In his ongoing performance project Spectral Arrows, guitarist Marco Fusinato arrives at a venue, starts to play (often at massive volumes) with his back toward attendees, and doesn’t stop until the venue closes. For his installment in 2017, this meant a seven-hour barrage of guitar noise. It would’ve been fascinating to see people’s reactions, and how long any of them survived. But it’s also rewarding just to absorb Spectral Arrows: Auckland, which edits together excerpts from the performances into two side-long pieces. The volume and energy is at a fever pitch throughout, but Fusinato infuses every moment with textural and tonal variety. Some of it sounds like an extended rock-guitar solo; other parts sound like gear being attacked and destroyed. Most importantly, none of it sounds predictable or calm or anything but hyperactively inventive.

Kapteyn B

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The music on Kapteyn B, the first duo album by Ben Kudler and Jayson Gerycz, is simultaneously intriguing and disorienting. On the surface, it sounds like a solo instrumental drum record, but the drumming is often warped, chopped, and just plain fucked with. That’s a result of the pair’s unique process: Gerycz (drummer for Cloud Nothings and owner of the Unifactor tape label) played drums while Kudler captured that playing in his computer, processed the signal (via Super Collider) and then returned it to headphones worn by Gerycz, who in turn played off of Kudler’s manipulations. Think of it as a kind of circular breathing for drums. Side A is filled with deterioration and distortion, as if Kudler is breaking Gerycz’s drum kit as he plays it. Side B feels slightly more conventional, with Gerycz’s drumming more continuous and decipherable, but Kudler still adds tons of accents and repetitions that make Kapteyn B as trippy to listen to as it must’ve been to make.


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2 x Vinyl LP

It’s been 24 years since New Zealand’s Andrew Moon released his first recording under the name RST, and in the time since, he’s stuck admirably to his distinctive drone-based sound while continually refining and expanding it. That arc of work makes his new double-album a kind of career-crowning achievement: everything that Moon does well is here, yet he’s not repeating himself. Some moments are subdued, as Moon holds tones in ways that seem to massage the air; other portions are confrontational and sometimes even ecstatic. Most of the titles aptly reflect Moon’s grand goals, using words like “spectrum,” “synthesis,” “vibration,” and “infinity.” But it’s also apt that Moon gave the album a simple eponymous title, because no matter where he takes the project in the future, the 11 songs here will always be great representatives of his singular musical vision.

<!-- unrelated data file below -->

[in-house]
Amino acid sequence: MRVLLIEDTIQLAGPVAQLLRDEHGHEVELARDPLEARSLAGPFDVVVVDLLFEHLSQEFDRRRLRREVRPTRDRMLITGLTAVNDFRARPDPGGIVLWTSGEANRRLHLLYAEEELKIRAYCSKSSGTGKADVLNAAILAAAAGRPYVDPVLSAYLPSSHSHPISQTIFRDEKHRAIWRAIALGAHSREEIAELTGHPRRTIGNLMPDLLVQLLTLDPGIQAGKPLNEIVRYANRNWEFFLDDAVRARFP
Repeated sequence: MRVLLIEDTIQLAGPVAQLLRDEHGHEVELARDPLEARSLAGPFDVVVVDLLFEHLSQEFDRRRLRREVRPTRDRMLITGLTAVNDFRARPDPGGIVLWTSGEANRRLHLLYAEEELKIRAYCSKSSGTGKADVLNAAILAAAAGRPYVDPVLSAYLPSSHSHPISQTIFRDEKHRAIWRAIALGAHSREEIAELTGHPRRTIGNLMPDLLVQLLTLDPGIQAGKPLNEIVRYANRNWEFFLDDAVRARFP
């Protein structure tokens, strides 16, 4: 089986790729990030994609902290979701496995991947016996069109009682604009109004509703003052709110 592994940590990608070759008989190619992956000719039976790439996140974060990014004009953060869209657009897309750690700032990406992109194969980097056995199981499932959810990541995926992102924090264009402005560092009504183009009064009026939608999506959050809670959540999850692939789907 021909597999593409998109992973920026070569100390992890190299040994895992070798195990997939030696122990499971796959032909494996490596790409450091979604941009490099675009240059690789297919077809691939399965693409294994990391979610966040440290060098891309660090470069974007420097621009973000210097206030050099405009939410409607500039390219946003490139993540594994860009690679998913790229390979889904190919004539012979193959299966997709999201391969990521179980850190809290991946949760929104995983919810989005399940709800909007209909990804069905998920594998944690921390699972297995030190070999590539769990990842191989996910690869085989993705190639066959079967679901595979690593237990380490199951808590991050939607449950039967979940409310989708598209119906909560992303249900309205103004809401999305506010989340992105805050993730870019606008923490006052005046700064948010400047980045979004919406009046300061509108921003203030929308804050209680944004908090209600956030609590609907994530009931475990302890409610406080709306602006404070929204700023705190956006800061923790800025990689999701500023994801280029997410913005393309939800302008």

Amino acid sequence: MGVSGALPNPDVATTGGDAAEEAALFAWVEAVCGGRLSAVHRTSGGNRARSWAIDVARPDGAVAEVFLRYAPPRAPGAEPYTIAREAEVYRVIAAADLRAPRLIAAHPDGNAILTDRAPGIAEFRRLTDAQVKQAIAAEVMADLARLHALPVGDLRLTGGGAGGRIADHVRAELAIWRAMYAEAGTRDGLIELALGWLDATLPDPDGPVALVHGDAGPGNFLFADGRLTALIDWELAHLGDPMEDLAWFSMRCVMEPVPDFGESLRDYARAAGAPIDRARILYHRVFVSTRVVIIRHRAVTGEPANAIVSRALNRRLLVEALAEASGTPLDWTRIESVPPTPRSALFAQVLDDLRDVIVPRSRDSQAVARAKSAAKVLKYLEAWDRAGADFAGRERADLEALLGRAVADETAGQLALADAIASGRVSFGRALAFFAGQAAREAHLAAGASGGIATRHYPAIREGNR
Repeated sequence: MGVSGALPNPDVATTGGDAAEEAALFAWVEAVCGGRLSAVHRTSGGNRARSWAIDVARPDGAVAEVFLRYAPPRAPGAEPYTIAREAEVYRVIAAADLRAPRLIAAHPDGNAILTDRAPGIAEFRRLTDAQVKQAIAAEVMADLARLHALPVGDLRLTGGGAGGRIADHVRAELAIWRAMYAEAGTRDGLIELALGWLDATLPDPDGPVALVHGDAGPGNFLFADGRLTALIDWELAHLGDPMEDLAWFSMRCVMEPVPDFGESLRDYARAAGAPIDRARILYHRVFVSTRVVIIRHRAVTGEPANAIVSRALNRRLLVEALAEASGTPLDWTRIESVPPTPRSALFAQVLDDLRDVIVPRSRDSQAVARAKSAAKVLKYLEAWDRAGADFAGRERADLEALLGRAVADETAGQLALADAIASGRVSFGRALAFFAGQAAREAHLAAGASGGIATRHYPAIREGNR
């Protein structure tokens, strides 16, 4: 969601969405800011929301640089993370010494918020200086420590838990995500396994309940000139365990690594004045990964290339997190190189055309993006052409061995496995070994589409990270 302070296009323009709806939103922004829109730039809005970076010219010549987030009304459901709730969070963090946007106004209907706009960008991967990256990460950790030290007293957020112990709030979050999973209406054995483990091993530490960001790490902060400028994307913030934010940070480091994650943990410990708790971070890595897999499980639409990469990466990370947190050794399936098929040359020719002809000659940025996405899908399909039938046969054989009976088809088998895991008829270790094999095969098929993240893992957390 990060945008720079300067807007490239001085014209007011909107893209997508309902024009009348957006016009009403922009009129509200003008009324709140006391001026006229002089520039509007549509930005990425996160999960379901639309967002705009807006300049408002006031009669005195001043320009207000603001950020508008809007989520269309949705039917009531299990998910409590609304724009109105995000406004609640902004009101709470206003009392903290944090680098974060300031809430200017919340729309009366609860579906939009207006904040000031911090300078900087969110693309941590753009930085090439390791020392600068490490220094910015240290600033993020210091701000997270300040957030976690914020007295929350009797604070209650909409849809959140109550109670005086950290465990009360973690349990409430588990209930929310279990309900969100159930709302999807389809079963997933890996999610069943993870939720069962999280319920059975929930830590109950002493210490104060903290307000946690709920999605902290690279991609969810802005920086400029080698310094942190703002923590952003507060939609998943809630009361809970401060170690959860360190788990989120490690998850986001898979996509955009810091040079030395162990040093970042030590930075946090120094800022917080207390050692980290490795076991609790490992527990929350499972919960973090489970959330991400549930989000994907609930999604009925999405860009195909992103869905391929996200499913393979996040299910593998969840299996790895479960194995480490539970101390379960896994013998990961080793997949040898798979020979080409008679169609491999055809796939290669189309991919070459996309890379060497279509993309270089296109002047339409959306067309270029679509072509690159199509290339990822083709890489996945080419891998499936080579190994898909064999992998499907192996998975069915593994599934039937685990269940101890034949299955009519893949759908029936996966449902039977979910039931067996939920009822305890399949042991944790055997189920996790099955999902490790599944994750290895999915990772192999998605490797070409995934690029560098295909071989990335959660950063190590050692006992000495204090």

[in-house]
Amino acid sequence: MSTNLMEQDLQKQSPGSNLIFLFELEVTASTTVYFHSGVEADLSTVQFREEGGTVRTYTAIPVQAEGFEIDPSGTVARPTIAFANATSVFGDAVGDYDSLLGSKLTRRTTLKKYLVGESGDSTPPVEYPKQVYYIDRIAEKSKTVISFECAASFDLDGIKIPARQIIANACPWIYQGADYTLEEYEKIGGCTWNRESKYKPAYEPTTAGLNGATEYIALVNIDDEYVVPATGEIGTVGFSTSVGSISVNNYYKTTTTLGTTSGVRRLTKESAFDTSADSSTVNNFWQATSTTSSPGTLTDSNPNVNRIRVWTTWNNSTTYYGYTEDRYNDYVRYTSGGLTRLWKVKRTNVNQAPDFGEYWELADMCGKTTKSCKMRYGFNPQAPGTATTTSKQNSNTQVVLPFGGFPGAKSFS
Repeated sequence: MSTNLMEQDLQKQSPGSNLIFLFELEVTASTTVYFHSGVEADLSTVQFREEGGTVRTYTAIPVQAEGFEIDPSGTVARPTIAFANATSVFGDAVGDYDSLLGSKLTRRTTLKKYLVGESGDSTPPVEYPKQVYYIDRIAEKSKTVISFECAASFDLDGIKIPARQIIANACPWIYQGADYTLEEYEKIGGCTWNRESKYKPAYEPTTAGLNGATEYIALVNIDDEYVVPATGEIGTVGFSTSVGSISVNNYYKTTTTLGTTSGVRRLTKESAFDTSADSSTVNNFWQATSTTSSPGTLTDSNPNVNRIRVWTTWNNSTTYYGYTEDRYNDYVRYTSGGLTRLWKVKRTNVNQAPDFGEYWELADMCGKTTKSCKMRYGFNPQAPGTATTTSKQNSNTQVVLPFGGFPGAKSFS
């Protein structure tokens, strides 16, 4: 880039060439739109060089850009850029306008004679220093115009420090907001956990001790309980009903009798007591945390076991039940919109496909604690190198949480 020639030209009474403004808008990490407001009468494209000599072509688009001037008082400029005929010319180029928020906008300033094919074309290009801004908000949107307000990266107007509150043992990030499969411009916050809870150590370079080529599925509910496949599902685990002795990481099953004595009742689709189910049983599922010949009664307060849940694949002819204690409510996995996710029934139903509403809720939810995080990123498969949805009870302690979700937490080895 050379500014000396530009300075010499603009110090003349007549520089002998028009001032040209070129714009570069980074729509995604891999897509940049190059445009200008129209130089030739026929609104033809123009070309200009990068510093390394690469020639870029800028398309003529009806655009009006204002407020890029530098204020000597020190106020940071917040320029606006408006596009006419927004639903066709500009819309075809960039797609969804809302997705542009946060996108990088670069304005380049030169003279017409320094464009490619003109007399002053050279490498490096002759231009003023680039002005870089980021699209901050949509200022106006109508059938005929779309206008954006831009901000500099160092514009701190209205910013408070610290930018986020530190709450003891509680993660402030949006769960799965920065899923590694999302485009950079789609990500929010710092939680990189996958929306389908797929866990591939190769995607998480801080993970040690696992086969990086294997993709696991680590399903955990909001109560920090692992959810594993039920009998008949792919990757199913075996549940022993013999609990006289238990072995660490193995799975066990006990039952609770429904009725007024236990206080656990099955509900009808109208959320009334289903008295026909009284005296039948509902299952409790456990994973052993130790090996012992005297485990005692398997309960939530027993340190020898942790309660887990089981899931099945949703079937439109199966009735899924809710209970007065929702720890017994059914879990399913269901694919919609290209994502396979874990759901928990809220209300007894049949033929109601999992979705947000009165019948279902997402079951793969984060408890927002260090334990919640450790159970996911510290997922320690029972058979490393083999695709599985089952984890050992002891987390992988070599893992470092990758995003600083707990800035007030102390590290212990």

Nate Scheible

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Nate Scheible’s last solo work was a moving collage made with instruments, field recordings, and a cassette of audio love letters that he found in a thrift store. His newest release, Indices, is just as moving, but this time Scheible created impressionistic sound narratives without the use of any voices or words. In fact, the pieces here don’t even have explanatory titles—they are simply named by the side and order in which they appear. That makes Indices is like a soundtrack for which you can fill in the pictures. Emotive tones, subtle arcs, and concrete environmental sounds dot each piece, but the overall result is beautifully non-specific. It’s not background music, but rather a canvas upon which images form and fade in overlapping cycles.

Andrew Tasselmyer & Patrick Spatz
Interior Currents

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Other, Compact Disc (CD)

To make Interior Currents, Pennsylvania sound artists Andrew Tasselmyer and Patrick Spatz each recorded sound onto cassette tapes, then swapped them and added effects, overdubs, and other treatments. The four resulting pieces are as dense as you might expect from such a process, but Interior Currents never sounds muddy or vague. There’s always a distinct sense of forward motion and defined direction that make the music more like rotating spheres than billowing clouds. Despite the varied length of tracks—from four minutes to 16 minutes long—there’s never a feeling that the pair’s ideas need specific durations to make their point. It’s all unified and oddly timeless, as if Tasselmeyer and Spatz managed to tap into something that is always flowing.